We are continuing to carry out the Congressionally mandated escrow of taxes and insurance for our section 502 direct single family borrowers. This involved the transfer of over 700,000 loans from the field offices across rural America to one centralized unit in St. Louis. The Centralized Servicing Center (CSC) is providing state-of-the-art servicing comparable with any other system available to homeowners across the Nation. Our system is unique because of the Congressional mandated "supervised credit" that is available to our borrowers to preserve homeownership through economic or other hardships individuals and families may experience. For this reason, we have had to modify the private sector software we purchased to ensure these servicing options were handled in a consistent and efficient manner. These servicing features include: 7-day-a- week, 24-hours voice response for detailed information on loans; nationwide consistency for servicing, including payment assistance, moratorium, reamoritization and other services; centralized cash management providing fiduciary control; a monthly statement sent to each borrower; escrow of taxes and insurance; and expanded (7:00am-6:00pm) customer service representatives to handle more complex issues for our borrowers.
In addition to the single family housing programs, Housing Programs administers multi-family housing programs to assist rural residents who cannot afford to own a home. The section 515 rural rental housing program makes direct loans to developers to provide affordable rental housing for low- and very low- income families and elderly individuals in rural communities. Subsidies are provided through as low as 1 percent financing and rental assistance for almost half of tenants. Rental assistance is a unit-based subsidy that allows low- and very low-income residents to pay only 30 percent of their income toward rent.
We are entering the first year, after two-year pilot, with the section 538 guaranteed multi-family rental housing program which guarantees loans made by certified lenders for multi-family housing projects available to moderate- and low-income rural residents.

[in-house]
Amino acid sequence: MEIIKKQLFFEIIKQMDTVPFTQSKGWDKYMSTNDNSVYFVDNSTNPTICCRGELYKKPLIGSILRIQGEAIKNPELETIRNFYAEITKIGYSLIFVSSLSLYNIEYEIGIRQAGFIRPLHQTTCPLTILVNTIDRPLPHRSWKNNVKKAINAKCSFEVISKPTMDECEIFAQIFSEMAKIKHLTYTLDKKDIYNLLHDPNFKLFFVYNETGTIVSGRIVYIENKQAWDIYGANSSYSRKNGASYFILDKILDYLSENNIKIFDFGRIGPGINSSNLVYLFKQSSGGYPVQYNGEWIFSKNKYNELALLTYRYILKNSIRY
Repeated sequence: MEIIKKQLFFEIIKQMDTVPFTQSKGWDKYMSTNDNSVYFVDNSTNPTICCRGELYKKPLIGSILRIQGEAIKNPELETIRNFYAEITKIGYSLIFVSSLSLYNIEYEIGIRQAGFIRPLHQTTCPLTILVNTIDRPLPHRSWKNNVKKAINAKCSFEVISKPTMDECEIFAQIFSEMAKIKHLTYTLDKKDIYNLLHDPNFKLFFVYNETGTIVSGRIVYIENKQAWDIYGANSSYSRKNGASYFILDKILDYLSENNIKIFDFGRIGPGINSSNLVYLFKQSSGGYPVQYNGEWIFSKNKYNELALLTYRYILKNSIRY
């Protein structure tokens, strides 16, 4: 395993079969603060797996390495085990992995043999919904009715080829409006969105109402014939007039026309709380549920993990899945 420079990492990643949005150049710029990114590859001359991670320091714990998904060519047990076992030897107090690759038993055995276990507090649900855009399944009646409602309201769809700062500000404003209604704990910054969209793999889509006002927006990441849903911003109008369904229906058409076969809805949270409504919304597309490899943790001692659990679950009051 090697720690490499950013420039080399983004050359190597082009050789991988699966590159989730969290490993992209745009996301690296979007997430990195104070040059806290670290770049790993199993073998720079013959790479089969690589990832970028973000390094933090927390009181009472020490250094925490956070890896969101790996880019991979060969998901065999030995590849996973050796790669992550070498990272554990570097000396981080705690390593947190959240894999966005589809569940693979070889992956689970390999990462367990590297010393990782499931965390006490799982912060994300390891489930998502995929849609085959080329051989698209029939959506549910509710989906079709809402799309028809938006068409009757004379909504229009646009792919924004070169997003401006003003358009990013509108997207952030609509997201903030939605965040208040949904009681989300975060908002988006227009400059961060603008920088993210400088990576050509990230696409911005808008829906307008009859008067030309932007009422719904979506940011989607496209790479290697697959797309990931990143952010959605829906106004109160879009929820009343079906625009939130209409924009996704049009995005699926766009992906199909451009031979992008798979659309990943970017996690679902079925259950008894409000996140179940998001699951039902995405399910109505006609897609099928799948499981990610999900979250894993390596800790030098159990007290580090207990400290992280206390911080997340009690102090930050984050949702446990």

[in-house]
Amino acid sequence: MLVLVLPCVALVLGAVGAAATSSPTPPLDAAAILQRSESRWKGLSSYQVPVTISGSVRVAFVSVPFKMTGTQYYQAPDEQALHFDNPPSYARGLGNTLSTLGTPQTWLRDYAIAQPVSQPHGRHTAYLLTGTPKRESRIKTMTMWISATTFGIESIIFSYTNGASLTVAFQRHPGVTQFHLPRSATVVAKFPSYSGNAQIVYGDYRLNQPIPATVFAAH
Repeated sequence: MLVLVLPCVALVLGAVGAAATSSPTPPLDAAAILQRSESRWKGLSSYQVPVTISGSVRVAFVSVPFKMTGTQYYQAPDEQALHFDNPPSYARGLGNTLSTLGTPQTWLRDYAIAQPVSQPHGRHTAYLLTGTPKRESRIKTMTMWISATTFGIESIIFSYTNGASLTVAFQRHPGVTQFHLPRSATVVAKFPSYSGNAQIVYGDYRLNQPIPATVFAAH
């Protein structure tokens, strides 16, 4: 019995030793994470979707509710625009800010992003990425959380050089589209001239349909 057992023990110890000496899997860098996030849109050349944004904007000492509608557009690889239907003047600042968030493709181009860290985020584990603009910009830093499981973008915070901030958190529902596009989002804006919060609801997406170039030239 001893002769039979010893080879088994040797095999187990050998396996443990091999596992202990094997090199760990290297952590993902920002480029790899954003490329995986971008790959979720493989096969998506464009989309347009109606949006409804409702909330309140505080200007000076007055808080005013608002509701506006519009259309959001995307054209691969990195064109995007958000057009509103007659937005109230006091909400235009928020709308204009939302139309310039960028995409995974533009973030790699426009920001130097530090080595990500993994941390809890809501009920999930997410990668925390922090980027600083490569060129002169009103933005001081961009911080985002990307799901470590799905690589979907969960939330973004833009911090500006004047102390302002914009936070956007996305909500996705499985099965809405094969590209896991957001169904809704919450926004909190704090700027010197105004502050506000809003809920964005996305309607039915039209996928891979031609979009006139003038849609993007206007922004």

The section 514/516 domestic farm labor housing loan and grant program provides assistance to build and maintain rental housing for migrant and year-round farm laborers. The loan rates can be as low as 1 percent with rental assistance also available. The companion grant program can provide up to 90 percent of the development costs for farm labor units.
Our community facilities program provides funding for essential facilities such as health care centers, fire stations, municipal buildings and day care centers. Direct and guaranteed loans are made to public bodies and nonprofit organizations to provide essential community facilities to rural residents in communities of not more than 50,000 residents. There is a small grant component to the program that assists communities that experience high poverty. These facilities allow rural communities to improve the quality of life for their citizens and remain competitive in attracting jobs and businesses.
Protecting the Government's Interest
Housing Programs has taken many steps, both administratively and through legislative changes to protect the Government's interest in the administration of all our programs.
Housing Programs and the USDA's Office of Inspector General (OIG) are working on a joint initiative to identify section 515 rural rental housing projects and participants where the potential for financial abuse may exist.
The OIG has previously reported a number of cases where tenant household income information provided to Housing Programs was incomplete or unreliable. As a result, both tenant and owner received subsidies to which they were not entitled.
The Agency is pursuing legislation that would allow access to the National Database for New Hires. This data would be used to verify income information provided by tenants renting rural multi-family housing units and applicants for, or borrowers and grantees of, rural housing loans or grants administered by the Agency.
Other examples of actions to protect the Government's interest include implementation of a series of reforms to the section 515 program that were enacted by Congress as part of the Agriculture, Rural Development, Food and Drug Administration and Related Agencies Appropriations Act for fiscal year 1997. The regulations implementing the reforms were published as an interim rule on May 7, 1997 and as a final rule on December 23, 1997. In developing these rules, Housing Programs worked extensively with stakeholders representing for-profit and non-profit developers as well as housing advocacy groups, state housing finance agencies, the OIG and other interested parties.